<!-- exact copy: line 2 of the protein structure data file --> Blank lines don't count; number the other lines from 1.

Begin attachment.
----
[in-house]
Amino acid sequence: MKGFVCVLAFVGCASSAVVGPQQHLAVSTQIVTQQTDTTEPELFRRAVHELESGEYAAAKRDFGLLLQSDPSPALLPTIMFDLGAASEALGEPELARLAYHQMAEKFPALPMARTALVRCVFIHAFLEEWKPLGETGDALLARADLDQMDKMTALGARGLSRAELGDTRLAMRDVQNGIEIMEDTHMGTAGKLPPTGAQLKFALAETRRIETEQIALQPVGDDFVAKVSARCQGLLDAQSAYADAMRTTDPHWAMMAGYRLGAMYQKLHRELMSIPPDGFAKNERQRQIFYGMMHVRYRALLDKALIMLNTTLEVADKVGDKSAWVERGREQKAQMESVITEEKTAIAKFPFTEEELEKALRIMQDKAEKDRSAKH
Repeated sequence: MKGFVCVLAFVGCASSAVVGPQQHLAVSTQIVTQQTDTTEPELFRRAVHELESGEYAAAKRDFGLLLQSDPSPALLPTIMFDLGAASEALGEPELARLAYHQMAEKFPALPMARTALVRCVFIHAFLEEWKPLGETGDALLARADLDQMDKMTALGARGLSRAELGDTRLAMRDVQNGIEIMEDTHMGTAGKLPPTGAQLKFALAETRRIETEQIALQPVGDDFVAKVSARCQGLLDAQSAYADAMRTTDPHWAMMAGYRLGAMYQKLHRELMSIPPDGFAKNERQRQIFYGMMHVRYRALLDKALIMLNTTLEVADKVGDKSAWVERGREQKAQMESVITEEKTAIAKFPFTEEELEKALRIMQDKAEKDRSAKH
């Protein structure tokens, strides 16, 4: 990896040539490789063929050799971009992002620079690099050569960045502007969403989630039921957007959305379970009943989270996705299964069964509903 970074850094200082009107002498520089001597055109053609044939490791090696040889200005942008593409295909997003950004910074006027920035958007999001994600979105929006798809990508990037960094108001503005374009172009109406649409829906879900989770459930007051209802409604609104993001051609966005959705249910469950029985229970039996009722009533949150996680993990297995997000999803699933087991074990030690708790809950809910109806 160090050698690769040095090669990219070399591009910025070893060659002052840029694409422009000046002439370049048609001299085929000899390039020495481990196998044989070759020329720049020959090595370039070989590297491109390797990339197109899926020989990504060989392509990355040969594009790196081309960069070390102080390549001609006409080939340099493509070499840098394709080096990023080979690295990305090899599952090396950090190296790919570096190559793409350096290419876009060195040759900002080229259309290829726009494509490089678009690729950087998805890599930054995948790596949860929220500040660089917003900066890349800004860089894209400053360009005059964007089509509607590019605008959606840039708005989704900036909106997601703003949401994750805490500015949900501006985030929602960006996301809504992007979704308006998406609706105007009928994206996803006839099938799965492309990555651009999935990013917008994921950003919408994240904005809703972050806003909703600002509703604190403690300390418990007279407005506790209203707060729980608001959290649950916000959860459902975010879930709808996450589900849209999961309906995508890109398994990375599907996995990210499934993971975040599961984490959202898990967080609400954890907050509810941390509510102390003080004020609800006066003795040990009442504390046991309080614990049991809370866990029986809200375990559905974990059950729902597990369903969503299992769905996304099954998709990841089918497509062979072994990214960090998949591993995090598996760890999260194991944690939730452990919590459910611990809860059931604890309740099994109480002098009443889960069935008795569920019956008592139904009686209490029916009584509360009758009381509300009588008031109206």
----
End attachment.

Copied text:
Amino acid sequence: MKGFVCVLAFVGCASSAVVGPQQHLAVSTQIVTQQTDTTEPELFRRAVHELESGEYAAAKRDFGLLLQSDPSPALLPTIMFDLGAASEALGEPELARLAYHQMAEKFPALPMARTALVRCVFIHAFLEEWKPLGETGDALLARADLDQMDKMTALGARGLSRAELGDTRLAMRDVQNGIEIMEDTHMGTAGKLPPTGAQLKFALAETRRIETEQIALQPVGDDFVAKVSARCQGLLDAQSAYADAMRTTDPHWAMMAGYRLGAMYQKLHRELMSIPPDGFAKNERQRQIFYGMMHVRYRALLDKALIMLNTTLEVADKVGDKSAWVERGREQKAQMESVITEEKTAIAKFPFTEEELEKALRIMQDKAEKDRSAKH